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So I'm looking for a book for advanced MySQL in PHP. I know all the basics, and I've worked with it a lot. But I'm not real sharp on more advanced topics, like combining queries with JOINs, and avoiding redundant or unnecessary queries.

Any database theory/design thrown in would be a nice bonus too.

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    Forget "with PHP". Good database design and query writing is language independent. – Quentin Dec 11 '10 at 18:41
  • You need book in advanced (My)SQL then. On PHP side all you need to know is how to use mysql/mysqli functions, or PDO. There's nothing more advanced on this side (unless you want to go ORM way - where PHP builds queries for you) – Mchl Dec 11 '10 at 18:43
  • Related : stackoverflow.com/questions/2119859/… – OMG Ponies Dec 11 '10 at 18:43
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Not PHP specific (as others have mentioned, "advanced" MySQL knowledge should be language-independent), but here you go (from this question and this question):

Understanding MySQL Internals :

Learn how data structures and convenience functions operate, how to add new storage engines and configuration options, and much more

High Performance MySQL:

Learn how to design schemas, indexes, queries and advanced MySQL features for maximum performance, and get detailed guidance for tuning your MySQL server, operating system, and hardware to their fullest potential. You'll also learn practical, safe, high-performance ways to scale your applications with replication, load balancing, high availability, and failover.

Pro MySQL:

Topics include transaction processing and indexing theory, benchmarking and profiling, and advanced coverage of storage engines, data types, subqueries, derived tables, and joins. Also covers MySQL 5's new enterprise features like stored procedures, triggers, and views.

(partial descriptions from Amazon included, see respective product page for more detailed info).

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  • I'd say at least first two (don't know the last one) might be a bit too advanced. – Mchl Dec 11 '10 at 18:45
  • @Mchl Potentially. The original SO question that linked to the third book requested an "intermediate" level book, so it may be a good option if the first two are too advanced. – Donut Dec 11 '10 at 18:56
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Expert PHP and MySQL (Wrox Programmer to Programmer)

alt text

Authors: Andrew Curioso, Ronald Bradford and Patrick Galbraith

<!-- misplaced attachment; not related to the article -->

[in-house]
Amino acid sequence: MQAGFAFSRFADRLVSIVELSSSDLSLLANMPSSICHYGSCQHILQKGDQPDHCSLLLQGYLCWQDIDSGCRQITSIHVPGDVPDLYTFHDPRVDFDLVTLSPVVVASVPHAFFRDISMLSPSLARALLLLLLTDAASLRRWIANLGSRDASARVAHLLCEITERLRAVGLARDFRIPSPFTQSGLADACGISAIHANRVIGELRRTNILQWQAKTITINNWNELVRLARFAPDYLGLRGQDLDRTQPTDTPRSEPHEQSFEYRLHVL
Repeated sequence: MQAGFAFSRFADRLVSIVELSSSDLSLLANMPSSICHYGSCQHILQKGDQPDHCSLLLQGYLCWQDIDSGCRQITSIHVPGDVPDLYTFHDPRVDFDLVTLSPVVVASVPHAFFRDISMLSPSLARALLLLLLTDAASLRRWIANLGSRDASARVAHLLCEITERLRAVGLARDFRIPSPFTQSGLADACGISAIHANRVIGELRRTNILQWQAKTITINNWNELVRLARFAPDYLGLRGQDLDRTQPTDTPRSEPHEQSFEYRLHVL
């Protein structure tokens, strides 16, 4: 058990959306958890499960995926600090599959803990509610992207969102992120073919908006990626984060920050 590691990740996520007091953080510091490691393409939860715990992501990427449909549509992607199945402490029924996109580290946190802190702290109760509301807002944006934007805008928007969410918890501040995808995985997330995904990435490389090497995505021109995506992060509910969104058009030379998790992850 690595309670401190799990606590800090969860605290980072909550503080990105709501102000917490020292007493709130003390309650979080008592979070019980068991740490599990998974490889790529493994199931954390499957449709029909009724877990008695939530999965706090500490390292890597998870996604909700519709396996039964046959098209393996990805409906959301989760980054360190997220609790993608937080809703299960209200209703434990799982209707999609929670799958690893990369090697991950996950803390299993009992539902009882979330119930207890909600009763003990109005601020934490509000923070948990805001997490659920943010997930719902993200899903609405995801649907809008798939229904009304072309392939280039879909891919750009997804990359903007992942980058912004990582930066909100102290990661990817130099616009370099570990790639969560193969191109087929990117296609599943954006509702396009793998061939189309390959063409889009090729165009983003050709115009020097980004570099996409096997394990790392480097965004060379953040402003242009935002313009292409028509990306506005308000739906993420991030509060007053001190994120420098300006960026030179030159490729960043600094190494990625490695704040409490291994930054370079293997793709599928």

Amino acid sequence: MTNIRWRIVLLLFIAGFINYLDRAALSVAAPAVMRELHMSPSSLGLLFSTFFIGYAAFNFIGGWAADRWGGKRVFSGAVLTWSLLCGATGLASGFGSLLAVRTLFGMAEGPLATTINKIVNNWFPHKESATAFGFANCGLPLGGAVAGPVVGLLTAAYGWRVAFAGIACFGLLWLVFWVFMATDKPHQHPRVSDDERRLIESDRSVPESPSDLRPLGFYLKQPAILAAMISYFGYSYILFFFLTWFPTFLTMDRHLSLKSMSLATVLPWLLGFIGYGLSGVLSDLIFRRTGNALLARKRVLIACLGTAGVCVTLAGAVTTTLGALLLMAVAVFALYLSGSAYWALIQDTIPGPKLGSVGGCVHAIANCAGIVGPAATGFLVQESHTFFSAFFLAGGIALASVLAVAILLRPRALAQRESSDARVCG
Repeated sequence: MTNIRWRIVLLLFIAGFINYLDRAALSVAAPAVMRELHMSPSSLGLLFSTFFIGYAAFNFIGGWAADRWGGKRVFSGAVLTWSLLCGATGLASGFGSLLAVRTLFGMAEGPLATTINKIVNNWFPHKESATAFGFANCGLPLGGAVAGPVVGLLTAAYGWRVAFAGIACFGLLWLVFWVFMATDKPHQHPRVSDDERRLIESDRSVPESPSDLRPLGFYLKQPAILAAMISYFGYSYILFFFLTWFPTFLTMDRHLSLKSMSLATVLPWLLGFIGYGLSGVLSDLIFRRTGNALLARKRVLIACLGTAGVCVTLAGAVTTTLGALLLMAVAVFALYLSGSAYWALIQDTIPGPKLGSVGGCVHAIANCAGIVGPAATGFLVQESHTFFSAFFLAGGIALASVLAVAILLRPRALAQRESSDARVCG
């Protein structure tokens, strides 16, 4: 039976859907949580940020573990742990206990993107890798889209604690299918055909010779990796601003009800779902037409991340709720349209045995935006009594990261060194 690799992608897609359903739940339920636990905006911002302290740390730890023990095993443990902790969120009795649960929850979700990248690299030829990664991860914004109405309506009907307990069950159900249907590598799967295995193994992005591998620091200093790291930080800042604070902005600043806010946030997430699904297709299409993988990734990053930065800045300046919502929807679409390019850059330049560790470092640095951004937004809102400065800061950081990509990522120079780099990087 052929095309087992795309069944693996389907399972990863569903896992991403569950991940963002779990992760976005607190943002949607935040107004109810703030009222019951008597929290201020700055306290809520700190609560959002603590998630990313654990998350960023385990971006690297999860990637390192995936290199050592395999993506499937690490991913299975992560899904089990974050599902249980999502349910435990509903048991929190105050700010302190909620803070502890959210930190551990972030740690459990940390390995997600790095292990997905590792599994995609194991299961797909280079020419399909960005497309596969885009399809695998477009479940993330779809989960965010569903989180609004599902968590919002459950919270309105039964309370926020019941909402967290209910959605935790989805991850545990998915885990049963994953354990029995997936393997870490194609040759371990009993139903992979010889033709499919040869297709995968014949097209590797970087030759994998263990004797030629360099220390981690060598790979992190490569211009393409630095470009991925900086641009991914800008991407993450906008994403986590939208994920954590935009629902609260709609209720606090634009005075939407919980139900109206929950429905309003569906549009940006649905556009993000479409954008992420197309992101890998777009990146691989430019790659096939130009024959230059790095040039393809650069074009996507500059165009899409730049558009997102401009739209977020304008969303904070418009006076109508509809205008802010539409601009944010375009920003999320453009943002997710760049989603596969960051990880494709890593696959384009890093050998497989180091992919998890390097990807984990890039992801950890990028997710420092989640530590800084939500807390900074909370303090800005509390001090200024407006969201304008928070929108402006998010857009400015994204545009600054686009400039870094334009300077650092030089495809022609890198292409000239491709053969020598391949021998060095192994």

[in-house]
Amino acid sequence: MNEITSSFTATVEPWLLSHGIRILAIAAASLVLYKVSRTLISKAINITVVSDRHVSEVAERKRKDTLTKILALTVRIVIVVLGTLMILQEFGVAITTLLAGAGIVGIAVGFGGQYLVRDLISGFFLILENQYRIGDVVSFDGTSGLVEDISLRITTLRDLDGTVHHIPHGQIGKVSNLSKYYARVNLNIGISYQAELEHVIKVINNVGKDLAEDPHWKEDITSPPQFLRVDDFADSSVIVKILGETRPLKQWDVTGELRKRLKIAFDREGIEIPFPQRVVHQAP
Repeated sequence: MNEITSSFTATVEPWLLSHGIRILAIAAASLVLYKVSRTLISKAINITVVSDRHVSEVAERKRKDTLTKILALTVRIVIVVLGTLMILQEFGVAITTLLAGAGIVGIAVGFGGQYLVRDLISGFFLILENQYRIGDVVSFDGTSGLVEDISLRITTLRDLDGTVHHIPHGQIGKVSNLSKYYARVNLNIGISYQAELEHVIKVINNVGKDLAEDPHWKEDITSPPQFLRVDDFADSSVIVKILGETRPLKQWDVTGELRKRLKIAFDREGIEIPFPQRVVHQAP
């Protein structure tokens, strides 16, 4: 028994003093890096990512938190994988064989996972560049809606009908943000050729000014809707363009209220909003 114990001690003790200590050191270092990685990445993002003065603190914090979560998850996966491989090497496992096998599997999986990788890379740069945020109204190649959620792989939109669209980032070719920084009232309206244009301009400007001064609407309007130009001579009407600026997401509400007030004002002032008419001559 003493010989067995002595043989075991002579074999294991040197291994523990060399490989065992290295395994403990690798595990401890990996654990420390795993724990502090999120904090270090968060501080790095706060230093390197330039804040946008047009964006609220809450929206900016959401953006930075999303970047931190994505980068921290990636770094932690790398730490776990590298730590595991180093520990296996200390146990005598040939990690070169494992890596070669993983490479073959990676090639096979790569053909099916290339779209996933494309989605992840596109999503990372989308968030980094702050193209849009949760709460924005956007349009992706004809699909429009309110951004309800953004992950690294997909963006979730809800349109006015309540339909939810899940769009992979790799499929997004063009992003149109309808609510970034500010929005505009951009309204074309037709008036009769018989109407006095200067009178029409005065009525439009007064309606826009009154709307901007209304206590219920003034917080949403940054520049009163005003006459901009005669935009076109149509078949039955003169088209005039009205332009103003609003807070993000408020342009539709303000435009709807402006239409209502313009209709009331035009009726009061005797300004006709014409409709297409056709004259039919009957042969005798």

• Reviews essential techniques, such as design patterns, complex queries, and advanced regularexpression
  • Addresses advanced PHP concepts, such as iterators andclosures
  • Demonstrates using Gearman for multitasking in your web applications
  • Discusses caching using memcached with MySQL and your PHP webapplications
  • Discusses ways to create PHP Extensions and MySQL User DefinedFunctions
  • Shows how to use Sphinx for search functionality in your PHP web applications

MySQL High Availability: Tools for Building Robust Data Centers

alt text

Charles Bell, Mats Kindahl and Lars Thalmann

  • Explore the binary log, a file for replication that helps in disaster recovery and troubleshooting
  • Get techniques for improving response time and handling large data sets
  • Monitor database activity and performance, as well as major operating system parameters
  • Keep track of what masters and slaves are doing, and deal with failures and restarts, corruption, and other incidents
  • Automate key tasks with code from an open source library written by the authors
  • Learn techniques for using MySQL in virtualized environments, such as Amazon Web Services
  • Use MySQL Cluster to achieve high availability
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If you care about performance this is a 10/10 stars book: http://oreilly.com/catalog/9780596101718

Depending on the subject it ranges from intermediate to advanced. It's a must have in case you are serious about your database backed projects (and you've got a bit of traffic in order to care).

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Pick a more generic SQL book. PHP (the client using the database results) does not have to be mentioned in the book since you want to know how to use the query language and the relational database design.

There may be some books talking generically about MySQL, which can be preferable to you because MySQL doesn't implement the entire SQL language, but even a generic book talking about other SQL servers should suit your needs because the differences are small.

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